stunt driving ontario

Stunt driving in Ontario continues at historic levels as police make more arrests

Stunt driving and excessive speeding have been on the rise in Toronto since the beginning of the pandemic. And as people continue to stay home and the city's roads and highways remain primarily empty, it seems some reckless drivers still haven't gotten the message. 

Toronto police continue to report a dangerous increase in the practice, with 4986 tickets being issued for speeding, stunt, distracted and aggressive driving between April 10 and 24. 

Back in March, TPS reported a near 200 per cent increase in stunt driving compared to the same period last year. 

During the same time span, between March 15 and March 31, there was also a 35 per cent increase in speeding tickets, with around 65 tickets issued to drivers travelling faster than 50 km/over the speed limit. 

Now, more than a month later, it seems dangerous street racing is still a pervasive issue in Toronto and beyond.

During the week of April 21, over 100 vehicles were impounded and drivers charged with street racing by the OPP in the GTA. And between March 23 and April 29, Toronto police filed 222 stunt driving charges, which is up nearly 600 per cent from the same time period in 2019, according to Global News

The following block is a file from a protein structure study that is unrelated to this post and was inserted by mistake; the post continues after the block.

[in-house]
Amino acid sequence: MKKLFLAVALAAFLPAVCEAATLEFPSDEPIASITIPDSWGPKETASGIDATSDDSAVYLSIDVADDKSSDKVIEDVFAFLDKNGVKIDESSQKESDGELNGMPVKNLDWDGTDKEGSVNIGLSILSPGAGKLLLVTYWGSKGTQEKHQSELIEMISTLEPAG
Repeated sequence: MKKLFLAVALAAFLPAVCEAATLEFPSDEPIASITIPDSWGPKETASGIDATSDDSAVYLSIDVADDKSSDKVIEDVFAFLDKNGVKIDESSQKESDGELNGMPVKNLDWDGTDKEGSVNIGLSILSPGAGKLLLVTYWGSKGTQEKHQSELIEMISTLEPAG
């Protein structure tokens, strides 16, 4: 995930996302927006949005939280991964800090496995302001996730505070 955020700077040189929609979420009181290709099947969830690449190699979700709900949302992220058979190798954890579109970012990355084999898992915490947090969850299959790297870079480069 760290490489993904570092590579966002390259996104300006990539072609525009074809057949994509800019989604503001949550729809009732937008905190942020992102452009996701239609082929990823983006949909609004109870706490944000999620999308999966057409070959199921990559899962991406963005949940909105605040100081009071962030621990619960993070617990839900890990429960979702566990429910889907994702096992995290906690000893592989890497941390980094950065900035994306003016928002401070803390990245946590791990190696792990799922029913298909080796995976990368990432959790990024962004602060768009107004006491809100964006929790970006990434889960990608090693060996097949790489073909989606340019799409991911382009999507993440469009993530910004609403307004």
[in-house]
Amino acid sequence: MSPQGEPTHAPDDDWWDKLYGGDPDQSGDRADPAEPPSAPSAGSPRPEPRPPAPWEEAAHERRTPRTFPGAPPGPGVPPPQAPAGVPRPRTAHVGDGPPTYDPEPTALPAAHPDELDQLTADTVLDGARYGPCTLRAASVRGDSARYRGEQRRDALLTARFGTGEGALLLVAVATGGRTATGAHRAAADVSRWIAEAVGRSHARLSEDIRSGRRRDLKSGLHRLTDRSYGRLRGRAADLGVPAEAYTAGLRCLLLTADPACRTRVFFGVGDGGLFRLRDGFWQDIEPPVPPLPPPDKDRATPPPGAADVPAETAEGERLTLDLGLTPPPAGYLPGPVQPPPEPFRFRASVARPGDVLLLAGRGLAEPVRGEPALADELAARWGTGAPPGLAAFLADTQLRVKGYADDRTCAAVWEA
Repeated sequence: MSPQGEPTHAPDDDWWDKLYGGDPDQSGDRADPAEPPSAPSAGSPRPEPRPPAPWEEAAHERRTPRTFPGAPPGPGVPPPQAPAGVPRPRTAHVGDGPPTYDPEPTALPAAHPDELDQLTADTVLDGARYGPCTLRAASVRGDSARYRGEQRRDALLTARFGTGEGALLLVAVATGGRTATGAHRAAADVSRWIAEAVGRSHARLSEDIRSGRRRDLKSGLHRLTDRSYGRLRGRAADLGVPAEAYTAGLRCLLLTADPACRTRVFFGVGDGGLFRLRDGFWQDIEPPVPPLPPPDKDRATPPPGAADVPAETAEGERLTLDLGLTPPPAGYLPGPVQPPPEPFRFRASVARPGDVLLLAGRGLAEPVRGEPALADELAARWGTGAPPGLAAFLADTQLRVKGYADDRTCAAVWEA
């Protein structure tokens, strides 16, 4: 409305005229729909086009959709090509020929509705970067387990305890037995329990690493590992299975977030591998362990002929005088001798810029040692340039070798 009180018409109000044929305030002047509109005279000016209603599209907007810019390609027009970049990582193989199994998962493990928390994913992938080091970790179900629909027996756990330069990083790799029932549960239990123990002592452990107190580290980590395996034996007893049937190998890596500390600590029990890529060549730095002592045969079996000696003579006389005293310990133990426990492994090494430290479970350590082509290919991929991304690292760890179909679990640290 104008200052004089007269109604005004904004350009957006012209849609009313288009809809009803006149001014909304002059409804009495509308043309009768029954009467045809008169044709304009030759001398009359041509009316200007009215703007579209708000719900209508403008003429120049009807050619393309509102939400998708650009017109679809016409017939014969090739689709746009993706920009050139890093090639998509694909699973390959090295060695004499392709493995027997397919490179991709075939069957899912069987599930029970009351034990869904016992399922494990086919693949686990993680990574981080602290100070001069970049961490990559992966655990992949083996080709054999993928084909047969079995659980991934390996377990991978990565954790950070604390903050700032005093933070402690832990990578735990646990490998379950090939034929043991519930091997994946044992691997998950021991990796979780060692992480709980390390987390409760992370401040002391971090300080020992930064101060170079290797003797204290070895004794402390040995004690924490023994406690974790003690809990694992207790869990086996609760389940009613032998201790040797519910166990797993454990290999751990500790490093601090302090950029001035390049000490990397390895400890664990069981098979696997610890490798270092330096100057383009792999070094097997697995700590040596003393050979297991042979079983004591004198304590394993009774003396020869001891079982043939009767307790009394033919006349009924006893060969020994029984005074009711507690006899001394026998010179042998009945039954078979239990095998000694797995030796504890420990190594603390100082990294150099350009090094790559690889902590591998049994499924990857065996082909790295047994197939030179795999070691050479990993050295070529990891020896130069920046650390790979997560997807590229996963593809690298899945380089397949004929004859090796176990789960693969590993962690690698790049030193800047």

Stunt driving is an offence listed in section 172 (1) of the Highway Traffic Act of Ontario.

The act indicates that "No person shall drive a motor vehicle on a roadway in a race or contest, while performing a stunt or on a bet or wager," and anyone guilty of breaking this law is liable to a fine between $2,000 and $10,000 and/or imprisonment for a term of not more than six months. The motorists driver's licence may be also suspended.

On April 15, the city of Toronto said officers from TPS' Vision Zero Enforcement Team would begin rotating in daily shifts across the city to patrol for motorists who are speeding or stunt driving, and police continue to be on high alert for the offence to this day.

"The Toronto Police Service continues to proactively enforce traffic laws in high-collision areas," Toronto Police Service Chief Mark Saunders said in a statement at the time.

"Our officers will be focused on stopping those drivers who are speeding or stunt driving and making our streets unsafe for other users."

Lead photo by

Ashton Emanuel


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